Speaker 2:16:08meditative focus on personal growth. Whereas the question in science is meant to learn something brand new that no one has ever learned before. And in that way science is about a search for the unknown. Whereas Judaism is a search for the best possible version of yourself, your family, your world. It's amazing. Sciences is search for the unknown where Judaism is a search for the best possible version of yourself and your family. This is great.
Speaker 1:16:50I just wanted to ask one more question before we end today. So with all of the advancements in science in the 21st century, and you definitely. I'm seeing that and being part of that, what would you say that maybe science can teach Judaism?
Speaker 2:17:11It's a great question. I think this is the question of our generation because someone who says that Judaism is outdated, I think hasn't done enough learning about Judaism and someone who says that science has no value in their Jewish life. I don't think there's enough science and to answer this question, I'm going to to point to a famous teaching of the arbitrary Rebbie, which is that from everything we need to learn and grow and from everything we need to use it out to bring this world to a state of of greater level of perfection, and so the fact that we have so much scientific advancement in this day and age means we have so many more tools for self growth and for helping the world. The fact that in 250 years ago in the Shtetl in Russia, when when values of help your fellow neighbor and transform the world and make this world a more humane and and great place to be, that was great, but it didn't go past the Shtetl.
Speaker 2:18:23It stayed in that one little part of white Russia for forever or what seems like forever from today's standards. Because in moments this podcast will be all over the world. In moments we have the ability to affect the entire world. Heck, we're learning from things like quantum entanglement, that things that are nearly on opposite ends of the world. Can Be connected inextricably through space and time in such a way that there's instantaneous communication between one and the other. We can change and affect things on the other side of the planet in a moment that's mindblowing and that is something that gives us a tool in our Jewish life. The idea that we can not Judaism the laws of Shabbat when it comes to things like health and medicine, well, one of the biggest premises. We do everything to save people's lives. We do anything and everything to save to save a person's life.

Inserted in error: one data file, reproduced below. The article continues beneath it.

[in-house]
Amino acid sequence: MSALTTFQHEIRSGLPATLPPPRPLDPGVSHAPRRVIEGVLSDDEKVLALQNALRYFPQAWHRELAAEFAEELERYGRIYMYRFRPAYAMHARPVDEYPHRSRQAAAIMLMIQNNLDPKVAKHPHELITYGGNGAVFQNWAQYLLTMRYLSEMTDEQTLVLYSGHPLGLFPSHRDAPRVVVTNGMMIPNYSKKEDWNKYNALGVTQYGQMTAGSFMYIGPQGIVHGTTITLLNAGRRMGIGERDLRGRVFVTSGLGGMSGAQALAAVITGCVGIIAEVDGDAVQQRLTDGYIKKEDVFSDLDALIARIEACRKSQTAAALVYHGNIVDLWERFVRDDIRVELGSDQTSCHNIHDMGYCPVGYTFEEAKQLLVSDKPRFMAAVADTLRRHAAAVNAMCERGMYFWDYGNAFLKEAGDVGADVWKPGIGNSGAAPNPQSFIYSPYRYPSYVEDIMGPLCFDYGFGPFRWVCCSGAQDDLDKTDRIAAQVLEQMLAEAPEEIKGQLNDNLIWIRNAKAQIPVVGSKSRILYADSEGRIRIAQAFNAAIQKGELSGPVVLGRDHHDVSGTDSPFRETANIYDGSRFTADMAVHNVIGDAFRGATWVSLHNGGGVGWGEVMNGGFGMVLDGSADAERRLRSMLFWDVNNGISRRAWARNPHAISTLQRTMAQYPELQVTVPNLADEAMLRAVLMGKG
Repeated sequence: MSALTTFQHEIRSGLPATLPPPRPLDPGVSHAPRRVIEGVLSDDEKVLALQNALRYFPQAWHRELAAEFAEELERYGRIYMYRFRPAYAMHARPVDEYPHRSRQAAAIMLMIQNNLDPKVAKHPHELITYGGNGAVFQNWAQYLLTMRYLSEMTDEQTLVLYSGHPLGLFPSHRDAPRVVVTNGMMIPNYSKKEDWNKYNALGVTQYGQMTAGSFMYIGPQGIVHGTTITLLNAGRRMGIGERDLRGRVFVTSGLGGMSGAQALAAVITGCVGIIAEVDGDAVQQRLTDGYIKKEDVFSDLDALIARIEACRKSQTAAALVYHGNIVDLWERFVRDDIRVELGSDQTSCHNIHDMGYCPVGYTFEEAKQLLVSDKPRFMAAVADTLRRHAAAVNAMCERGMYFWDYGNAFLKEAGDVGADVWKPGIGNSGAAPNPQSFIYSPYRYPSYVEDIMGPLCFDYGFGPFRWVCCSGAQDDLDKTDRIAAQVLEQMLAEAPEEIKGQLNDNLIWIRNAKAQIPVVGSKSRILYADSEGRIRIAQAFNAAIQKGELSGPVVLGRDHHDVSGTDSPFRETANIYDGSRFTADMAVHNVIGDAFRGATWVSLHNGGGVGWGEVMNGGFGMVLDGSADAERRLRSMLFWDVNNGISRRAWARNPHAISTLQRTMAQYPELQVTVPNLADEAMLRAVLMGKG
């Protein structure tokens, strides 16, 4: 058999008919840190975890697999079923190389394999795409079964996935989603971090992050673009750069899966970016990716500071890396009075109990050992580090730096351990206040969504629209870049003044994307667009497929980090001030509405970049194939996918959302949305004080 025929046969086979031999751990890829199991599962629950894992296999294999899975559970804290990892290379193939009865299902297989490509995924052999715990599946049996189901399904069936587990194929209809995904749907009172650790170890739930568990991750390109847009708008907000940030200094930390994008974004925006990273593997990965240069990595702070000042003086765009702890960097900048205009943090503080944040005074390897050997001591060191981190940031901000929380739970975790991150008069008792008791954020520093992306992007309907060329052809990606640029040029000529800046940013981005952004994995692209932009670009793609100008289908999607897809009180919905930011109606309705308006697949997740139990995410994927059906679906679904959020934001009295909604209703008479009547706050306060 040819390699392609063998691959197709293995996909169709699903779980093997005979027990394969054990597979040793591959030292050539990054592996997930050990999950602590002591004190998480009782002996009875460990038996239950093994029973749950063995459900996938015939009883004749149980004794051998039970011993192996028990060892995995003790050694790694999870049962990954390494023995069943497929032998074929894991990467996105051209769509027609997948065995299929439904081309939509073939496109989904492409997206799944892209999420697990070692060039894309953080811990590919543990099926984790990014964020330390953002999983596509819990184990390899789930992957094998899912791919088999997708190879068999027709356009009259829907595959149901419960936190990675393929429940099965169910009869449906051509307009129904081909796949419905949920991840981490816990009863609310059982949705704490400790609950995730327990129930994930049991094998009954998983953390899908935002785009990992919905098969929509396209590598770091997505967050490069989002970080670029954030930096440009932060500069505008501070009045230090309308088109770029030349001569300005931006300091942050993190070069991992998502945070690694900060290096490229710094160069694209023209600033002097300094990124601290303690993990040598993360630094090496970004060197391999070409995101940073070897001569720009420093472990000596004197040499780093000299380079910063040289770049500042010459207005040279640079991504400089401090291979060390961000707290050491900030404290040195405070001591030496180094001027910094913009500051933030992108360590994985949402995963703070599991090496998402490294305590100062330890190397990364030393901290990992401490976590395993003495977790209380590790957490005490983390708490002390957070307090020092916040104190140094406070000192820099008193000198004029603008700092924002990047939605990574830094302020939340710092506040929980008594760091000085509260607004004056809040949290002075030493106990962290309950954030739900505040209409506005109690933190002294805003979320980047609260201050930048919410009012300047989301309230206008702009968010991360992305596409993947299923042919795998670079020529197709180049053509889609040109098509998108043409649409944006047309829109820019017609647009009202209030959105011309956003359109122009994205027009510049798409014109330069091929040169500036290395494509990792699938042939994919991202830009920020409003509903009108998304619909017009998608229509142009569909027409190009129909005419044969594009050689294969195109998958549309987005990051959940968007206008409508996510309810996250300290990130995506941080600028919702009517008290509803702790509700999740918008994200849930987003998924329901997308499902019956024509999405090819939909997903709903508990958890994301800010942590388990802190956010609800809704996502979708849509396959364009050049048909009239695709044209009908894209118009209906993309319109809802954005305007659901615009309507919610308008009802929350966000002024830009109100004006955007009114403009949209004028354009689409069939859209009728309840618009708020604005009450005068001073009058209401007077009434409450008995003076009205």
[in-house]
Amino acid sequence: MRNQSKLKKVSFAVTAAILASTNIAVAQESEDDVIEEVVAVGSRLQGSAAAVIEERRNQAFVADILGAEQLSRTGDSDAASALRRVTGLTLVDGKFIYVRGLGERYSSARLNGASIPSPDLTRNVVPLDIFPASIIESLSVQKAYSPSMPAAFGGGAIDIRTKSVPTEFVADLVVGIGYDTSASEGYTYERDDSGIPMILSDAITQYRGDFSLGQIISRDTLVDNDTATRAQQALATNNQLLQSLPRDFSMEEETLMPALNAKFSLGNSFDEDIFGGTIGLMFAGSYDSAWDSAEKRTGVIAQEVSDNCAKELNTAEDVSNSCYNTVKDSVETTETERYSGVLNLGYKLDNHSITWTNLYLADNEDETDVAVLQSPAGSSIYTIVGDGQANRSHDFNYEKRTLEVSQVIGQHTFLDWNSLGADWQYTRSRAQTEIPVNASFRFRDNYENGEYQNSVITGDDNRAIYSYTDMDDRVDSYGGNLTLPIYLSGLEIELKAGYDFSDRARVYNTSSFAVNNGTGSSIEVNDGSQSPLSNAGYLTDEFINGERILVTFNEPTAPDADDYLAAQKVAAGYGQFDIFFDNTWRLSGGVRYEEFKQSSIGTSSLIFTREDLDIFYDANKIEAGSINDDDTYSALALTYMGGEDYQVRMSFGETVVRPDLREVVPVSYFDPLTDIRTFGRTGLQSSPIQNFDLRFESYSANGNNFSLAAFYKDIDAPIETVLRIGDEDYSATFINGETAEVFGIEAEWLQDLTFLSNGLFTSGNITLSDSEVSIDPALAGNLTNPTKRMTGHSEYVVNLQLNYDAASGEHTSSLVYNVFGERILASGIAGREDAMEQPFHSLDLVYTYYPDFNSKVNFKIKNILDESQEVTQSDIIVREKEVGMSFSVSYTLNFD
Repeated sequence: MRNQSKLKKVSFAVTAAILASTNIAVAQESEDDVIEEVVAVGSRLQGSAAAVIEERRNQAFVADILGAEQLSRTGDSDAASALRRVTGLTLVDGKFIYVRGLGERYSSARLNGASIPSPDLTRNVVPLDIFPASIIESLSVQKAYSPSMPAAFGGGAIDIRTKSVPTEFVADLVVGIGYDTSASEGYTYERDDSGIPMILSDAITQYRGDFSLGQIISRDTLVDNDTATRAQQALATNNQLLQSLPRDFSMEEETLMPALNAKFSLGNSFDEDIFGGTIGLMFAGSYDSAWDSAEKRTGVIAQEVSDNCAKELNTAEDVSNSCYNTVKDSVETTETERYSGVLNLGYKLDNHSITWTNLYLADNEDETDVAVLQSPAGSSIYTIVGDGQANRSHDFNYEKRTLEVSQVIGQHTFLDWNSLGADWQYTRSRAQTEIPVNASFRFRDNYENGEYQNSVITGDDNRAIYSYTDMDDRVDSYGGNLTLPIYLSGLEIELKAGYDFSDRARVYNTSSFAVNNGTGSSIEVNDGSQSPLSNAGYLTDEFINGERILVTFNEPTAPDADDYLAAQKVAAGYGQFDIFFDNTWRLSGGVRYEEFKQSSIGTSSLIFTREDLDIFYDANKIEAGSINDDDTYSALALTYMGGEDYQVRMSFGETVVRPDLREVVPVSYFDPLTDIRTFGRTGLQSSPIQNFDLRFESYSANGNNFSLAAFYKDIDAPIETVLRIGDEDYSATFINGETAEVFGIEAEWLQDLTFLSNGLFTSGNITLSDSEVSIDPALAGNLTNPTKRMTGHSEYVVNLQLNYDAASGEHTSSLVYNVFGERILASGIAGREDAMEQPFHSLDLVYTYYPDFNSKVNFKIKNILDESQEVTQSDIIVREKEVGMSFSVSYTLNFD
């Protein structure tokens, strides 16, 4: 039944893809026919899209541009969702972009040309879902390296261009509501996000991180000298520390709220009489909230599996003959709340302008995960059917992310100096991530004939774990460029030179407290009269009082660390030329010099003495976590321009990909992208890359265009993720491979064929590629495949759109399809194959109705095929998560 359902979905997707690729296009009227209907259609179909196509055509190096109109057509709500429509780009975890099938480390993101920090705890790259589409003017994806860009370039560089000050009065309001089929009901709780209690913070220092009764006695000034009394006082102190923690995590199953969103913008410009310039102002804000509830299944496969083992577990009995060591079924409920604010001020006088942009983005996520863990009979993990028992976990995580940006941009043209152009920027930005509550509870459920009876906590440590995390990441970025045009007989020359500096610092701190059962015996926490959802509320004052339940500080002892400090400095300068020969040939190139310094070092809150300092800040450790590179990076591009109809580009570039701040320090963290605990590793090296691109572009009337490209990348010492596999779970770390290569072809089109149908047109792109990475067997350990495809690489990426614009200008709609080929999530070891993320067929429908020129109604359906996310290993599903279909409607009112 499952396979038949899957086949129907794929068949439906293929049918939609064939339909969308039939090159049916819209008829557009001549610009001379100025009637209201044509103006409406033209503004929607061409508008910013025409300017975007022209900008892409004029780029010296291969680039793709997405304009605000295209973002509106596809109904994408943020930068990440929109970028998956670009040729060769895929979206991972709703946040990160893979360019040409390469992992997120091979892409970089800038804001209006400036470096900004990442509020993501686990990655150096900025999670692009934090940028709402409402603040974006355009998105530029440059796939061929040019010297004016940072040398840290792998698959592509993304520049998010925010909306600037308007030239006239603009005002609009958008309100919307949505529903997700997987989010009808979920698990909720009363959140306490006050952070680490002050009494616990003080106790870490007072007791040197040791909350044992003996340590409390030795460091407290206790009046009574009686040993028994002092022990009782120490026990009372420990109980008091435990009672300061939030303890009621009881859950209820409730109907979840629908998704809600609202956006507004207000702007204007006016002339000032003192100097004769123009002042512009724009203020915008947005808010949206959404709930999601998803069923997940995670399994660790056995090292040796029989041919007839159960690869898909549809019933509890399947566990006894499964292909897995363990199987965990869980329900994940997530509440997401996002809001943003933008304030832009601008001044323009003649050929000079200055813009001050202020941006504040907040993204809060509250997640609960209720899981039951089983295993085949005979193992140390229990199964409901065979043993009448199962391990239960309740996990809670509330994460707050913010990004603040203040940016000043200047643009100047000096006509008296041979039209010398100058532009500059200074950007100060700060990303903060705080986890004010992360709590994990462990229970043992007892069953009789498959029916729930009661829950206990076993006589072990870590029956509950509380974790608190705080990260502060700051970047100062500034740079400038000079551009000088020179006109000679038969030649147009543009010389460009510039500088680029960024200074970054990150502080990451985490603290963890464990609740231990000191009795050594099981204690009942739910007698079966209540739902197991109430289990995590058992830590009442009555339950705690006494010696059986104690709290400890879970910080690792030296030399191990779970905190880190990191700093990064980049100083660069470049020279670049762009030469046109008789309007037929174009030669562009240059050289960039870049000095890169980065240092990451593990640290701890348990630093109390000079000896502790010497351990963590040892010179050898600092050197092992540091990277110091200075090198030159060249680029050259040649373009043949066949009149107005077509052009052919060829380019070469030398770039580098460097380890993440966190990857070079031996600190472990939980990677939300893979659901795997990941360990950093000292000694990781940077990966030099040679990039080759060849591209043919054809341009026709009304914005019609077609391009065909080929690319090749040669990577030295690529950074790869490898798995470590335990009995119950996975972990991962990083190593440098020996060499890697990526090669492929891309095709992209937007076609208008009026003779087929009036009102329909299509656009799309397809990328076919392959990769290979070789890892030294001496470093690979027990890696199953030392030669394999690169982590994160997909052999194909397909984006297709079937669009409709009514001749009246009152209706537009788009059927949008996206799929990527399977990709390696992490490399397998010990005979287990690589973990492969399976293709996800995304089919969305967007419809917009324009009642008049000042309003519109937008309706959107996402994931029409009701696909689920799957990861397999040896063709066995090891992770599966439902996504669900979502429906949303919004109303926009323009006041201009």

Speaker 2:19:39What a wondrous time it is to live in this world where the advancements that could lead to the saving of a life are just every single moment are growing and growing and growing. I think we have an opportunity now to take all of the wealth of the discovery we've made over these last decades and turn it into an engine of change for the better. To take those scientific principles, those advancements, those lessons that we've learned and the guide that Judaism provides us a finding goodness in humanity and everything around us. Finding a way to, okay, you're doing good, try to do better. You think you've reached your pinnacle, helps somebody else reach theirs. We can take these new tools, these scientific discoveries, these technologies and engineering marvels and we can affect more today than ever before and so we have a lot to learn
Speaker 1:20:49and we need to take every opportunity we can to continue to grow. Thank you so much Dr Abrams. Oh my pleasure. Thanks for having me. Dr Abrams is the senior lecturer at Boston University master lecturer and now actually. Oh Wow. That's amazing. Look at that in chemistry and he also is a world renown lecturer on science and Judaism. I'm about to show up. We're Nath. Have a fantastic day.